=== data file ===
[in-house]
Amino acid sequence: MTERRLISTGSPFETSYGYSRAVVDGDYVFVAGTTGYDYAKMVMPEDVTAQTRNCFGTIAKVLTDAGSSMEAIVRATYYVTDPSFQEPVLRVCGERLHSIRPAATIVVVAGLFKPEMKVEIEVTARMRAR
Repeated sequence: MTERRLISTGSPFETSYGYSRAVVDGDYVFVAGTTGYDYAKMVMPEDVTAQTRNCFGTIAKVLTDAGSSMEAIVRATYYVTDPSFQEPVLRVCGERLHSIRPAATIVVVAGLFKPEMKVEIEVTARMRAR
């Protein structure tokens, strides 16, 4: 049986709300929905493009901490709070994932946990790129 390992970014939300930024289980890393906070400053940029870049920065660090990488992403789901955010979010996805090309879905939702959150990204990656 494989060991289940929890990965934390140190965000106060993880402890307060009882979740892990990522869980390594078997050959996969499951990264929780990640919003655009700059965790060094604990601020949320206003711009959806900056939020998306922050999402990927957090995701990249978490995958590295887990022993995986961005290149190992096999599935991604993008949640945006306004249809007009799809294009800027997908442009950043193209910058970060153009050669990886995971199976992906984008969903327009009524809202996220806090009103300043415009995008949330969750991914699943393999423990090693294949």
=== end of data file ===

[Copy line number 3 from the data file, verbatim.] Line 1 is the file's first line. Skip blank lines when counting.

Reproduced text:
Repeated sequence: MTERRLISTGSPFETSYGYSRAVVDGDYVFVAGTTGYDYAKMVMPEDVTAQTRNCFGTIAKVLTDAGSSMEAIVRATYYVTDPSFQEPVLRVCGERLHSIRPAATIVVVAGLFKPEMKVEIEVTARMRAR